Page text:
The British government recognised Guaido as “interim president” last year following the Trump administration’s lead and subsequently engaged with his representative in Britain, Vanessa Neumann.
Neumann’s focus can be judged from her exchange in 2017 with the then CIA director Mike Pompeo that she was “interested in your open assessment on American interests in or threats from Venezuela,” adding that “regime change looks to be — we hope — imminent.”
She has recently described the military coup against Bolivian president Evo Morales as “a big inspiration.”
Neumann cultivated contacts in Britain throughout 2019, encouraging support for US sanctions against Venezuela and promising that a meeting with Guaido would “sustain British businesses in Venezuela’s reconstruction.”
In September 2019 the British government pledged £30 million to organisations inside Venezuela for “humanitarian aid,” while the US increased its funding by awarding an extra $52 million, part of which was intended to directly support Guaido’s campaign.
The US is well known for using organisations like the National Endowment for Democracy for channelling funds to local NGOs operating in foreign countries to undermine or destabilise governments of which it disapproves.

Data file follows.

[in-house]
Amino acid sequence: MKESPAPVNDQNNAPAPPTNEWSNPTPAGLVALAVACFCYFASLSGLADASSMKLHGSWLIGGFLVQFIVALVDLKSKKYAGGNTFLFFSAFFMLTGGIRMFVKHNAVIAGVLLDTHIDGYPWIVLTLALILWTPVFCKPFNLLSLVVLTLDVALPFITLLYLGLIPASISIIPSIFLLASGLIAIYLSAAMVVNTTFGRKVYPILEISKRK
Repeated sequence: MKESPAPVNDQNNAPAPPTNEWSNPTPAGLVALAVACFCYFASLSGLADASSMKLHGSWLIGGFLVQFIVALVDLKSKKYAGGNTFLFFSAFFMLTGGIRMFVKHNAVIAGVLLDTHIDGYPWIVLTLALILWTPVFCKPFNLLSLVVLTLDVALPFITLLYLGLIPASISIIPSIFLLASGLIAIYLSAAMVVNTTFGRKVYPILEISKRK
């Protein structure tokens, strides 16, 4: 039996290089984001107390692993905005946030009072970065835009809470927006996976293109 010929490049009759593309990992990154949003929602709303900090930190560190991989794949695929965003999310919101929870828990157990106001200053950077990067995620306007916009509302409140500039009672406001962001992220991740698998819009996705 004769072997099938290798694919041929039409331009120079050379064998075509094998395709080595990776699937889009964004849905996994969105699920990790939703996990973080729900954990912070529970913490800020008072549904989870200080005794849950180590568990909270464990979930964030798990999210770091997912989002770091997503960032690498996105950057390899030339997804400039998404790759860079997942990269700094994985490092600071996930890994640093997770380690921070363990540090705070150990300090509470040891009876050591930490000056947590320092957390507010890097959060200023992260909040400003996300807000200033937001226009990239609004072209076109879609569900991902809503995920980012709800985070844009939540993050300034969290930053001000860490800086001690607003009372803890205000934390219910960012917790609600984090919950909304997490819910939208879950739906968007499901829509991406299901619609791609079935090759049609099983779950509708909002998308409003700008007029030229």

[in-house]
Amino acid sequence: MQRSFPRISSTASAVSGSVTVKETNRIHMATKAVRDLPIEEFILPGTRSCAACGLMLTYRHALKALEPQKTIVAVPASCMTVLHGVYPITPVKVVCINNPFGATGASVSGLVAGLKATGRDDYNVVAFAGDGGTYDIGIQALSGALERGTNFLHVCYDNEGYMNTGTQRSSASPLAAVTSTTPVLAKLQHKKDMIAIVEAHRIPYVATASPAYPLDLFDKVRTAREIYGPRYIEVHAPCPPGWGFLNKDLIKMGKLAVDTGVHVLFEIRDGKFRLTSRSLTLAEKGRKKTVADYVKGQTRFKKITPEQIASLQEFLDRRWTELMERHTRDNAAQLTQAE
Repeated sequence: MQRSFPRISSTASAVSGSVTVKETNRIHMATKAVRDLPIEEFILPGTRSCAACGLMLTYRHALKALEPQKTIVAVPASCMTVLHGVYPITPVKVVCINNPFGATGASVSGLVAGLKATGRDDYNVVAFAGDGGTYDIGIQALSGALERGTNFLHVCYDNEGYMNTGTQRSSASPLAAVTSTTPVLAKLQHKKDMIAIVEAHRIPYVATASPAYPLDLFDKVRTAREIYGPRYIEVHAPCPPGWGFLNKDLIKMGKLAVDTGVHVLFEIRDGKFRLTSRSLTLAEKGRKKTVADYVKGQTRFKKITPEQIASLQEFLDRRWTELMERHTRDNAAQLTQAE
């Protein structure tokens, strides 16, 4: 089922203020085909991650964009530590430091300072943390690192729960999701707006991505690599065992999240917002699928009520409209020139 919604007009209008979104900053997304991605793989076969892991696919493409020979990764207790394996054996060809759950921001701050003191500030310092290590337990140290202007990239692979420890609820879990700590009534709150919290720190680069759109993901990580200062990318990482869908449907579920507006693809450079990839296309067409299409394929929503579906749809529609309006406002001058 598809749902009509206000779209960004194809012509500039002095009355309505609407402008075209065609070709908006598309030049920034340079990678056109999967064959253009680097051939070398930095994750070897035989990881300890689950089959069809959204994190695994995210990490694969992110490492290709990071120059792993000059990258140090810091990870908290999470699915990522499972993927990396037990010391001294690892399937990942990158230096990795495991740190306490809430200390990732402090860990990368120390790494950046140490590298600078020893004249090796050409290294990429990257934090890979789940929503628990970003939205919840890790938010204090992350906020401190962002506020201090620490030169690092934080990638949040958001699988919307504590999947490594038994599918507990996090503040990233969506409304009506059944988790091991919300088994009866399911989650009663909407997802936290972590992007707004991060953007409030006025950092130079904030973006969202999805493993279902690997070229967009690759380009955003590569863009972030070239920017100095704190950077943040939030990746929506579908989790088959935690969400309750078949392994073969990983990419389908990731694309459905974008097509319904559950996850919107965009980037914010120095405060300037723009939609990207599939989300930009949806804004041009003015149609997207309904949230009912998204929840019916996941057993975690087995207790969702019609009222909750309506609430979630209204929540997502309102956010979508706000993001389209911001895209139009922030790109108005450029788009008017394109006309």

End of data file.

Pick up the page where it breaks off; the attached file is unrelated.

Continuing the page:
The British government has refused to disclose details of which organisations in Venezuela received the aid, arousing suspicions that it is following the US’s lead.
In January 2020 Guaido was welcomed in London by Foreign Secretary Dominic Raab, along with representatives of the Reconstruction Unit, suggesting that whatever reconstruction was in mind was not going to involve the elected Venezuelan government.
The British government has continued to support and have dealings with Guaido despite his reputation being increasingly tainted by some of his supporters’ associations with drug-traffickers, members of his team embezzling humanitarian funds, his rejection by many of his Venezuelan right-wing opposition colleagues and his involvement in failed coup attempts against the elected government.